The fishing options around the Upper Delaware Region are improving. Over the last few days, our guides have been able to head out with guests and fish streamers, dry flies and nymphs. Based on the current week’s weather forecast, this trend should continue.
For most of the summer, people have been seen seeing monarch butterflies in almost every favorable habitat, whether it be a field, on public land, or your own garden. Also, many eggs have been observed being laid by female monarchs, as well as larvae, with their distinctive banding, as they feed on milkweed plants.
Most of the former fields and pastures of our old farm here in French Woods, NY, haven’t been cut for about 20 years. The fields are overgrown and wild. Willow, and aspen and pine trees have sprung up. Hedges of hard hack and berry and rose bushes prevail.
Rumor has it that Labor Day is just around the corner, but I’m having a hard time accepting that as anything other than “fake news.” Last I looked, there were fireworks lighting up the sky and the lazy, hazy days of summer stretched out in front of us, beckoning with promises of fireflies and barbeques, tubing on the river and sultry afternoons
On Saturday, September 1, 2018, two veterans of the Civil War will be honored after a century and a half.
If you answered affirmatively to the question posed in the title of this column, you are not alone. Frankly, fungi are fascinating, not only for their ecological, medicinal and culinary properties, but also for the multitude of interesting forms in which they appear.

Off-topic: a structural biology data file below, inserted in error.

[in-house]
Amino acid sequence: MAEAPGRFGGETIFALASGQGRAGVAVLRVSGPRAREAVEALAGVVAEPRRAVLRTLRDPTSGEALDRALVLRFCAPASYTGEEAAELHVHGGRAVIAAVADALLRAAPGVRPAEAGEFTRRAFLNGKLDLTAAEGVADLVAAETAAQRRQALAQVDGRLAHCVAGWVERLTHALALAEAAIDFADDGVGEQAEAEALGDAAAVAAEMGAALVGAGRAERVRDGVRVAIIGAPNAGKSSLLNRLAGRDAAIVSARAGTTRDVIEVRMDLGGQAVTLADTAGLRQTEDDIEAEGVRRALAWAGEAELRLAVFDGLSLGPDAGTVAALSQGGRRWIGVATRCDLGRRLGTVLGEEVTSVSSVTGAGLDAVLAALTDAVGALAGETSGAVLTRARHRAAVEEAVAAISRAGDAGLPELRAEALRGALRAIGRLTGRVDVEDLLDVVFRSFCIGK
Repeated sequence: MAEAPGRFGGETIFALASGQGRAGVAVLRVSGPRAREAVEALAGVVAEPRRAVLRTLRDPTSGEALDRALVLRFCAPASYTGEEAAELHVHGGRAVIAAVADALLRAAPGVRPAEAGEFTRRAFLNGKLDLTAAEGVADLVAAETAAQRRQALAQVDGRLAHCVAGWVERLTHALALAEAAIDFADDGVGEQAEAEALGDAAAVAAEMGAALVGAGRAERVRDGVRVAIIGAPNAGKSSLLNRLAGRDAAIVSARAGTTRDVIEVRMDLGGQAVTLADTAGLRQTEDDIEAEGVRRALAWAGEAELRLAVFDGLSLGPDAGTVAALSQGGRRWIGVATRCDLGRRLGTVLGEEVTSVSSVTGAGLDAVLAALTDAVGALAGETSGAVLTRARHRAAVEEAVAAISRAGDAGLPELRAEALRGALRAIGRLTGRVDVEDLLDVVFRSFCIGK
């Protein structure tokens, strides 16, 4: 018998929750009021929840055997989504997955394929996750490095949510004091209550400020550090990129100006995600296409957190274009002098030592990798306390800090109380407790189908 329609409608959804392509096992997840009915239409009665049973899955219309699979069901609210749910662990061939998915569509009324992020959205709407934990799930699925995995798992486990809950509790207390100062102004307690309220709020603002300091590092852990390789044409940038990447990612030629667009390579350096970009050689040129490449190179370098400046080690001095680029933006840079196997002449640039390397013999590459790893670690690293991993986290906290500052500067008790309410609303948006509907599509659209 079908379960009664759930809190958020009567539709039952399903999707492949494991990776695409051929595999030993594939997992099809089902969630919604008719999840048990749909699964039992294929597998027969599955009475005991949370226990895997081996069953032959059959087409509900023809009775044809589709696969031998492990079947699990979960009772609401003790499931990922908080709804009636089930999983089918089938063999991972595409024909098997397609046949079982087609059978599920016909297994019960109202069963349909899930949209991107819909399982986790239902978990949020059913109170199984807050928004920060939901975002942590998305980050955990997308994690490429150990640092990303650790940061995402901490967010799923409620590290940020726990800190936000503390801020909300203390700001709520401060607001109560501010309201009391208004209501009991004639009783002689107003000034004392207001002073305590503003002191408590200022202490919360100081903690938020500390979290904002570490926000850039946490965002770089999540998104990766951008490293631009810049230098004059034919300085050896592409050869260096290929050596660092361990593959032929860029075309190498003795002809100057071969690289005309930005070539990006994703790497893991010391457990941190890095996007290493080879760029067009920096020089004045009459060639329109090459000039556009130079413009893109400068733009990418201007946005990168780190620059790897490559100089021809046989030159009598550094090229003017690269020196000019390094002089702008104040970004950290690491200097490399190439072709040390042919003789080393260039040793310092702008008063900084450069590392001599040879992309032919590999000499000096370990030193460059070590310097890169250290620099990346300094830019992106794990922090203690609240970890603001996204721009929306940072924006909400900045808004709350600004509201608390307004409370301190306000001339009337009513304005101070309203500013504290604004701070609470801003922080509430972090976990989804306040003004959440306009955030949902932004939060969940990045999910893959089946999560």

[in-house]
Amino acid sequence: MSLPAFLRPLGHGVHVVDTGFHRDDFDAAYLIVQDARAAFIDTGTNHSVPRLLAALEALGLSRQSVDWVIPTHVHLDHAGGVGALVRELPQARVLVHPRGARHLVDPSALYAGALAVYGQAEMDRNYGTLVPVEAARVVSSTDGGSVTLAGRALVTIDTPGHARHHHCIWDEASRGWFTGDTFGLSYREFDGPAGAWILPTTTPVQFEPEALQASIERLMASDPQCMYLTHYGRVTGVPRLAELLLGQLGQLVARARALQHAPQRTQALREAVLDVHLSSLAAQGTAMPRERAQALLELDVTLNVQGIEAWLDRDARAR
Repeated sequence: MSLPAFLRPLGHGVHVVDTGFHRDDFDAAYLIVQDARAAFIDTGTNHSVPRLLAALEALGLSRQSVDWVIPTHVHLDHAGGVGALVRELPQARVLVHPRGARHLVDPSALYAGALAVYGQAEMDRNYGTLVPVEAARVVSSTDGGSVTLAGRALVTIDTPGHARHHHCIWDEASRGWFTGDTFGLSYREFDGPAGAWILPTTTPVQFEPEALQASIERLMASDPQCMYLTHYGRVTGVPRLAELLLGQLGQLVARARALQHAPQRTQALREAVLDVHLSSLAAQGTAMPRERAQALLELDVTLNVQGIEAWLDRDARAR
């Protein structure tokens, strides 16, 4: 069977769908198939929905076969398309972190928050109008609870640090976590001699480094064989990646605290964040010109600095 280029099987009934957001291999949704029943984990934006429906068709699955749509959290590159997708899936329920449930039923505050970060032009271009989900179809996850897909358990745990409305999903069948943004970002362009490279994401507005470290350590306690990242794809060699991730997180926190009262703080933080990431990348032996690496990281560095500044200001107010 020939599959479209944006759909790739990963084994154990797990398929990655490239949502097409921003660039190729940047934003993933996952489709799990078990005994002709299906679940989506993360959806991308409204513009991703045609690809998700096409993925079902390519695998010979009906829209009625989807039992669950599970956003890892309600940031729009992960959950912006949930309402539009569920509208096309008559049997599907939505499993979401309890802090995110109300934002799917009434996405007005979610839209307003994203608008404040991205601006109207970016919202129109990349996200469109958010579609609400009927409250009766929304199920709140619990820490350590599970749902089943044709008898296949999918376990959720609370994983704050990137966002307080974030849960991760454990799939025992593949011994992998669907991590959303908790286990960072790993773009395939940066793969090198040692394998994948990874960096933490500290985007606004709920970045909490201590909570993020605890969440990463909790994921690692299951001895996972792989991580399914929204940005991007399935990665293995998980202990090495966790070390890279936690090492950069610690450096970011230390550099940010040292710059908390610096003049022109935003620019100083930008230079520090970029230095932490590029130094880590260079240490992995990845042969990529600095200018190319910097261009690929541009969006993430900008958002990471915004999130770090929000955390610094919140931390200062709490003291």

If we can speak of such a thing as an American “national psyche,” then I don’t think anyone—right, left or center—would even try to pretend that ours is in any sense healthy at the moment.
There are scads of reasons to love my job. Among them are the incredible opportunities I have to attend a wide variety of fantastic events being held at any given moment, scattered throughout the Upper Delaware River region.
This early photo of the Delaware & Hudson Canal near Tryon Street in Honesdale demonstrates why it took seven to 10 days for a boat to travel to Rondout (Kingston) on the Hudson River after being loaded with anthracite coal from Northeastern Pennsylvania to market in New York City.
This story is about the little sulphur May fly, Ephemerella dorothea, and all of the frustration it seems to create for Catskill anglers. But before I tackle that dilemma, it would be good to discuss all the flies that are called sulphurs.